But let us look at the formation of this Australian edible oil seeds group. First we had Marrickville Holdings, which was behind the growers. It invited the Peanut Marketing Board of Queensland, Allied Mills Ltd., which is another manufacturer of margarine, Unilever Australia Pty. Ltd., another manufacturer, Nuttelex Food Products Pty. Ltd. and Meggitt Ltd., which has been well known in the oil seed industry for more than 20 years as a most responsible company, to join it in the formation of this group. But it was no sooner formed than it started to disintegrate. It has been said in public statements by several of the companies that they recognised that Marrickville Holdings was intending to use the formation of the group for its own devious ends, to obtain some sympathy, and would use the group as a weapon to obtain what it wanted. We finally saw the companies deserting and leaving the Australian edible oil seeds group because of their recognition of the problem. Several articles appeared in the newspapers. Meggitt Ltd. inserted a public notice in the “ Canberra Times “ on 1 1 th August 1966. It gave reasons for not being in the group and then said -
We deplore the direct action which has contravened the laws of this country, believing there are proper means which are always available to correct harmful legislation whenever it exists. The cause for edible oil seeds is well founded but must depend in some measure on the accuracy of production figures. This responsibility in the hands of a self-acclaimed leader in this field is creating unnecessary embarrassment to, and doubt about, the industry which has not yet produced the tonnages of oil quoted by Marrickville Holdings Limited, nor, unfortunately, are the 1966/1967 crop prospects favourable, due to prevailing adverse seasonal conditions.
The notice began by stating -
Meggitt Limited announces that it wishes to dissociate itself from any statements and views expressed or actions taken by Marrickville Holdings Limited on matters affecting vegetable oil seed operations in Australia.
That firm is a very responsible oil seeds agent and it has dissociated itself from the campaign conducted by Marrickville Holdings Ltd. Remarkably, Meggitt Ltd. was joined in this action by a number of other margarine manufacturers who do not believe that Marrickville Holdings is going about its campaign in a truly ethical fashion and who have no wish to be associated with such a campaign. One such firm is Nuttelex Food Products Pty. Ltd. in Victoria, which published in the Press a letter to this effect. Another is Vegetable Oils Pty. Ltd. These companies took this action because it had become apparent that the arguments of Marrickville Holdings were sheer fabrication. That is all they are.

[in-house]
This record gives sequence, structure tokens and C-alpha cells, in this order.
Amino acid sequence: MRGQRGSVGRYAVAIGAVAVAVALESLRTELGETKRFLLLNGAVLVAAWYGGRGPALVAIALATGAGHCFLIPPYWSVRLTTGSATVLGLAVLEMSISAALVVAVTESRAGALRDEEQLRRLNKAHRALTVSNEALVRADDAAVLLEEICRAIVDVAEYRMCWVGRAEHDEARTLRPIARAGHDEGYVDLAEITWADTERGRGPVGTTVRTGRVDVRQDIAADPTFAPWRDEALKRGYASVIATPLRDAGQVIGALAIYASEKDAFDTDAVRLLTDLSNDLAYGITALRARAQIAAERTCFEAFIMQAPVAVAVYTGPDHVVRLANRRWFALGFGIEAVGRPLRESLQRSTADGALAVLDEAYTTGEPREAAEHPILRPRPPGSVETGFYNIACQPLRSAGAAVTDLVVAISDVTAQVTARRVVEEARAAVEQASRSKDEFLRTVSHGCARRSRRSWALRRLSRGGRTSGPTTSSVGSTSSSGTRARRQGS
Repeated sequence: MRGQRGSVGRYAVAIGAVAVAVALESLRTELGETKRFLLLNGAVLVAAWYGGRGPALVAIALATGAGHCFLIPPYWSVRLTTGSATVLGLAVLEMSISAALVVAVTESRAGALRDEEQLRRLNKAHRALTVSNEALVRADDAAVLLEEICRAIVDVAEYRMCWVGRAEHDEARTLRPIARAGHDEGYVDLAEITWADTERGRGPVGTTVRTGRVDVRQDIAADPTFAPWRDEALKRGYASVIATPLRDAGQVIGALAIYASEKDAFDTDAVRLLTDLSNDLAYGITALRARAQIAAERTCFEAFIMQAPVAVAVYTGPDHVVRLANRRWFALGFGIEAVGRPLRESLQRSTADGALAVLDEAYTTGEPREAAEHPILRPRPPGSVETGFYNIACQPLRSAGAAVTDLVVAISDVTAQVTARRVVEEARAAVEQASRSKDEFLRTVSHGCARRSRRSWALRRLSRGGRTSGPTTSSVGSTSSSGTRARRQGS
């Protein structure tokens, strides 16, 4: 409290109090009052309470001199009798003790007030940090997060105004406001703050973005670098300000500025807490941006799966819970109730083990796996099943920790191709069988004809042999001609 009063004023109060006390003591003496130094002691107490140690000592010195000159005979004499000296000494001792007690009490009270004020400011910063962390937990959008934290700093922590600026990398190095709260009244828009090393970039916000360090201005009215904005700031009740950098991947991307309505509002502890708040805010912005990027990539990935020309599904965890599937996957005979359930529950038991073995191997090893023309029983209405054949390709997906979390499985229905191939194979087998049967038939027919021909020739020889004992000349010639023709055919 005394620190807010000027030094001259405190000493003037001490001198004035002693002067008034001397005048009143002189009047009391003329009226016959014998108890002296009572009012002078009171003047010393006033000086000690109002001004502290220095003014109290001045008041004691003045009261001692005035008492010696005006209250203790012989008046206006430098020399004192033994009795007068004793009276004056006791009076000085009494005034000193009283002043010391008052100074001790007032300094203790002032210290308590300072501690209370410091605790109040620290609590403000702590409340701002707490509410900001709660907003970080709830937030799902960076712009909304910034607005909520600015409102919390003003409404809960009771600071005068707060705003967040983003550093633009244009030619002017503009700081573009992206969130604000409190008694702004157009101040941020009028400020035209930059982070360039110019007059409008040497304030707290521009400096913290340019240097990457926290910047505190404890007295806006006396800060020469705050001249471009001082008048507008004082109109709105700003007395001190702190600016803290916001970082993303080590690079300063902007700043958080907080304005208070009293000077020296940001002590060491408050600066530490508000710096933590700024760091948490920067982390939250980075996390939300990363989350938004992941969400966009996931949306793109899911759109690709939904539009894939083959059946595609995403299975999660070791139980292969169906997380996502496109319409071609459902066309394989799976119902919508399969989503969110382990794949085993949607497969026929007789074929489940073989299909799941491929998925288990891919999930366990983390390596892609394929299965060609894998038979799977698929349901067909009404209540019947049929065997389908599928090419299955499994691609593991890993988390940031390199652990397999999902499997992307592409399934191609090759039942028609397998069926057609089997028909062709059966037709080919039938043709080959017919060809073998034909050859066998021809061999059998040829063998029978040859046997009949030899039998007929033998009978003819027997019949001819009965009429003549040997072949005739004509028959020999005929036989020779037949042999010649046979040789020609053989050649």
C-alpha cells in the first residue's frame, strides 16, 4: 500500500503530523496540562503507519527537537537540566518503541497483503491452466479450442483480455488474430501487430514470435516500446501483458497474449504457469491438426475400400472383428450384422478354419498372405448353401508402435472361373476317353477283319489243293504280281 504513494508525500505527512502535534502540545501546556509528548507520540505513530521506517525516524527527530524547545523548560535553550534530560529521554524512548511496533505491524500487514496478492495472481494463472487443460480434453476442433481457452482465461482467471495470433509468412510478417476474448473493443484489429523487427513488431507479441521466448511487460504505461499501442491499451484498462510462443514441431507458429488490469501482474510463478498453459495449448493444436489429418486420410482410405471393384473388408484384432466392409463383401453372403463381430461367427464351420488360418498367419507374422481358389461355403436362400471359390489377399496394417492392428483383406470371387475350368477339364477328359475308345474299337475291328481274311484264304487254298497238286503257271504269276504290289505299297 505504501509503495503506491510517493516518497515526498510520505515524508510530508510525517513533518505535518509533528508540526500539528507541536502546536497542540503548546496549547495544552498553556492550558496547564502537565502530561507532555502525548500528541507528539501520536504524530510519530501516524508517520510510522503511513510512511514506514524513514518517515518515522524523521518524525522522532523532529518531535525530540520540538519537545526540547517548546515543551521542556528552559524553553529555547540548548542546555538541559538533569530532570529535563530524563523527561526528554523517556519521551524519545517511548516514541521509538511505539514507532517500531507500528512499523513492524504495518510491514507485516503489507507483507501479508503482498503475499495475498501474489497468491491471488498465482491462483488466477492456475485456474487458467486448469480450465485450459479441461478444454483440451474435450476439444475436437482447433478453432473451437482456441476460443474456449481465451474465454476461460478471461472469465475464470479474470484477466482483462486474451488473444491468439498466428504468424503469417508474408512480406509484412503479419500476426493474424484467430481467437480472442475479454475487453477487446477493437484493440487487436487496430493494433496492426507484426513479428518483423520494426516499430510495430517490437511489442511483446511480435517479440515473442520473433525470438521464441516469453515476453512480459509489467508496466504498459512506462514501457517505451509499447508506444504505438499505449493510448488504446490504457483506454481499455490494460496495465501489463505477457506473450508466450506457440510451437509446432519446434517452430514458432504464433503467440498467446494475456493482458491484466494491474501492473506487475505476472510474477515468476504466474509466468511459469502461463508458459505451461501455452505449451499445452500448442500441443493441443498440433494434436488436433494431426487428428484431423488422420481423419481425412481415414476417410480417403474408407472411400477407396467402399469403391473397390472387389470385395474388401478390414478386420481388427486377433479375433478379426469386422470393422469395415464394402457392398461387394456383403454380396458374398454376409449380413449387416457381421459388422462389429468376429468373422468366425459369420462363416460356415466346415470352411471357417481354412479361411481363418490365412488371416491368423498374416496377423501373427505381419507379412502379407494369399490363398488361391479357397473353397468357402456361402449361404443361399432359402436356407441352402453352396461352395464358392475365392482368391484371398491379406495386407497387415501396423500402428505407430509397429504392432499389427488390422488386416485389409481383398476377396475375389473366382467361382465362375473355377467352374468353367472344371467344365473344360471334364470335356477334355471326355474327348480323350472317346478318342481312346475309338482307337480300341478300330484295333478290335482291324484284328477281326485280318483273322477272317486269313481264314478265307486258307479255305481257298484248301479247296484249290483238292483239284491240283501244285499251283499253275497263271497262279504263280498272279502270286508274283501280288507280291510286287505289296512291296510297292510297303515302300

Next we get to the question of health. On this question, Marrickville Holdings returned to the attack that it launched a few years ago on the health qualities of butter vis a vis poly-unsaturated margarine. There is a very interesting story to be told about this. Marrickville Holdings claimed first that if its licence to manufacture were suspended or if any way affected the production of safflower margarine would cease and that any benefits that the community might gain from the use of polyunsaturated margarine would be lost to the public. This is plainly not true, because there are in Australia three producers of poly-unsaturated margarine. At one stage, the advertising of Marrickville Holdings was so blatantly untrue and unethical as to attract the attention of the Victorian Statute Law Revision Committee, which declared plainly that the company’s advertisements were unethical, misleading and false. The Committee pointed out that the advertising used loose phrases such as “ informed medical opinion “ and also the “ Rx “ symbol, thereby denoting that medical authorities agreed with what the company was stating.
On this question of health, the company flew in the face of world authorities who support the stand that claims made about health benefits obtainable from polyunsaturated margarine are untrue. I quote the views of Dr. Rutstein, of the Harvard Medical School, who stated that there is “ not a shred of medical evidence to prove that substituting unsaturated fats for saturated will affect the course of coronary heart disease”. I do not want to quote the views of these authorities at length. I shall mention only one more opinion. It is that of Dr. David Turner, a leading child specialist, of Toronto, who stated that pregnant women who go on low cholesterol diets may have mentally retarded children. Despite the fact that bodies such as the British Medical Association, the Australian Medical Association and the National Heart Foundation of Australia dissociate themselves from the claims made by Marrickville Holdings, the company has persisted with its campaign. As late as yesterday, the Minister for Health (Dr. Forbes), speaking on this subject in his House, said -
The National Heart Foundation of Australia has this matter under continuous review, but at present it believes that there is not sufficient data available to justify claims for replacement in the diet of saturated fats by poly-unsaturated fats.
The claims of Marrickville Holdings with respect to poly-unsaturated fats are called into question further when it is realised that most of the margarine sold by the company is made of tallow and saturated fats. Table margarine is required to have a content of only 1 1 per cent, of vegetable oils. It may consist of up to 89 per cent, tallow. I believe that Marrickville Holdings can be seen in its true light when one realises that at the same time as it promotes poly-unsaturated fats for so called health reasons it sells margarine whose total content is saturated fats. On the one hand, it claims concern for the nation’s health and, on the other hand, it demonstrates that it lacks ethics of any kind.